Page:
Text: H.Con.Res.105 — 102nd Congress (1991-1992)All Information (Except Text)

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HCON 105 IH
102d CONGRESS
1st Session
H. CON. RES. 105
Calling for a United States policy of strengthening and maintaining
indefinitely the current International Whaling Commission moratorium on
the commercial killing of whales, and otherwise expressing the sense of
the Congress with respect to conserving and protecting the world's whale,
dolphin, and porpoise populations.
IN THE HOUSE OF REPRESENTATIVES
March 21, 1991
Mr. YATRON submitted the following concurrent resolution; which was referred
to the Committee on Foreign Affairs
CONCURRENT RESOLUTION
Calling for a United States policy of strengthening and maintaining
indefinitely the current International Whaling Commission moratorium on
the commercial killing of whales, and otherwise expressing the sense of
the Congress with respect to conserving and protecting the world's whale,
dolphin, and porpoise populations.
Whereas whales, dolphins, and porpoises (cetaceans) are unique marine
resources of great aesthetic and scientific interest and are a vital part
of the marine ecosystem;
Whereas the International Whaling Commission adopted in 1982 an indefinite
moratorium on commercial whaling, which was scheduled to go into effect in
1986, establishing zero global catch limits for eleven species of whales;
Whereas despite the moratorium on commercial whaling, thousands of whales
have been killed since its inception by the commercial whaling nations;
Whereas there remain great uncertainties as to the true status of whale
populations due to the difficulty of studying them, their slow reproductive
rate, and the unpredictability of their recovery even when fully protected;
Whereas the consequences of removing whale populations from the marine
ecosystem are not understood and cannot be predicted;
Whereas whales are subject to increasingly grave environmental threats from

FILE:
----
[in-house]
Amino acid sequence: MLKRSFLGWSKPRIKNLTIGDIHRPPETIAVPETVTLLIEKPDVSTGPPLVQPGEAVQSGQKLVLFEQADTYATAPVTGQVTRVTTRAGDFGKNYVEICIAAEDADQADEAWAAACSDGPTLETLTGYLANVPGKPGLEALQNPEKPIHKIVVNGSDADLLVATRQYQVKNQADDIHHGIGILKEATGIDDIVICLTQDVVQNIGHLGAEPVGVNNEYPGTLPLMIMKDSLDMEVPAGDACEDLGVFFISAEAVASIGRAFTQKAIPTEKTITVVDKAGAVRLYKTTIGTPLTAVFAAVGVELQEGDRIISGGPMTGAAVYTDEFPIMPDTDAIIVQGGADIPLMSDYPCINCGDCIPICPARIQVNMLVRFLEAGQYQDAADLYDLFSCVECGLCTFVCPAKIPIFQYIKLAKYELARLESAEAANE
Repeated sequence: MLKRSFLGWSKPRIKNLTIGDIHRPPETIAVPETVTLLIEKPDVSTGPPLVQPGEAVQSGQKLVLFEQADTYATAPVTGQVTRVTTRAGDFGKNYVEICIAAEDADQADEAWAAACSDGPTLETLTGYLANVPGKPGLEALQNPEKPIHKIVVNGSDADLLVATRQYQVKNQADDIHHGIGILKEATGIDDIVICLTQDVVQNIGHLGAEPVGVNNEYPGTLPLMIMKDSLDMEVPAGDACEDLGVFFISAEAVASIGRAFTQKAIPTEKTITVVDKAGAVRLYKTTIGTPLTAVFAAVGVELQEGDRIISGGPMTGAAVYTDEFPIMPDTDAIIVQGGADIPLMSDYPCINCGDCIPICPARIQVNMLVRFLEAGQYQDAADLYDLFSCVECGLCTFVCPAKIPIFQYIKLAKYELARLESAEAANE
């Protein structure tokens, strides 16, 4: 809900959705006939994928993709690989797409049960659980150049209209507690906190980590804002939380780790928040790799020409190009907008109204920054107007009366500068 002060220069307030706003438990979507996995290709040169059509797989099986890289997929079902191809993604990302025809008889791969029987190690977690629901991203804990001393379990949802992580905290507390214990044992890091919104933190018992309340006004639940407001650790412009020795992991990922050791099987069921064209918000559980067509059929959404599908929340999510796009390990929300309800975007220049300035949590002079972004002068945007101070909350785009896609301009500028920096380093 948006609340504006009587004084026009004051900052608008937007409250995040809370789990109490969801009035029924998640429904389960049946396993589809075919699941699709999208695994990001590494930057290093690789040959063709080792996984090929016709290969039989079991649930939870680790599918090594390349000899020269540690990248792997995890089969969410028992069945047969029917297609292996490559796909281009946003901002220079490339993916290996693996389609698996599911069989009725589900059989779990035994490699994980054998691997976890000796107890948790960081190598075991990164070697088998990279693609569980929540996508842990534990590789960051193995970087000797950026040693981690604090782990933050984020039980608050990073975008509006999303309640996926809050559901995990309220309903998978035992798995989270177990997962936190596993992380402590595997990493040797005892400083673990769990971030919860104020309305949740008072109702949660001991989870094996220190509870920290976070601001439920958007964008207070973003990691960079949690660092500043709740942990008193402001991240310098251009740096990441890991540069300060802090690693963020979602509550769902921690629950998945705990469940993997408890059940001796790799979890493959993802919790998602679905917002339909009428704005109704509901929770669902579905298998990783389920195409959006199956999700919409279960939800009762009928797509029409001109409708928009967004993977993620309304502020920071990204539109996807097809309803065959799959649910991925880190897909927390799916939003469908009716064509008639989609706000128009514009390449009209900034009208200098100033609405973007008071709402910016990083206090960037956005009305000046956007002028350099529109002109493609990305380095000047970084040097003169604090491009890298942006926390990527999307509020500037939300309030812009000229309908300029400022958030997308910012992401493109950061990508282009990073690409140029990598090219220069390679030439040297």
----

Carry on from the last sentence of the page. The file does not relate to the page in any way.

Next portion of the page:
nonhunting causes, such as pollution, loss of habitat, increased shipping,
oil and gas exploration, oil spills, and the use of driftnets and other
nonselective fishing techniques, which underscore the need for special
safeguards for whale protection;
Whereas, in addition, many of the more than 60 species of small cetaceans
known as dolphins and porpoises are subject to a variety of increasing
global threats, which include escalating direct hunts, incidental takes in
purse-seine nets, high seas driftnets, and gear used in local fisheries,
and also wide-spread pollution and habitat destruction;
Whereas powerful moral and ethical questions have been raised regarding the
killing of whales, dolphins, and porpoises for profit;
Whereas there is significant widespread support in the international community
for the view that, for scientific, ecological, and aesthetic reasons, whales,
dolphins and porpoises should no longer be commercially hunted;
Whereas efforts made at the 1990 meeting of the International Whaling
Commission to overturn the moratorium on commercial whaling were defeated; and
Whereas there is concern that some countries will again press at the 1991
International Whaling Commission meeting for an immediate resumption of
commercial whaling on some stocks: Now, therefore, be it
  Resolved by the House of Representatives (the Senate concurring), That it
  is the sense of the Congress that--
  (1) United States policy should promote the maximum conservation and
  protection of whale, dolphin, and porpoise populations;
  (2) toward that goal, the United States should work to strengthen
  and maintain indefinitely the current International Whaling Commission
  moratorium on the commercial killing of whales;
  (3) the United States should work to strengthen the International Whaling
  Commission by reaffirming its competence to regulate whaling on all species
  of cetaceans, large and small, and should encourage the Commission to utilize
  the expertise of its Scientific Committee in relation to small cetaceans, to
  urgently consider the Committee's recommendations, and, on the basis thereof,
  to take appropriate action through resolutions and schedule provisions,
  where needed, to assure global protection for small cetaceans; and
  (4) in so promoting the conservation and protection of the world's whale,
  dolphin, and porpoise populations, the United States should make the fullest
  use of diplomatic channels, appropriate domestic and international law,
  and all other available means.

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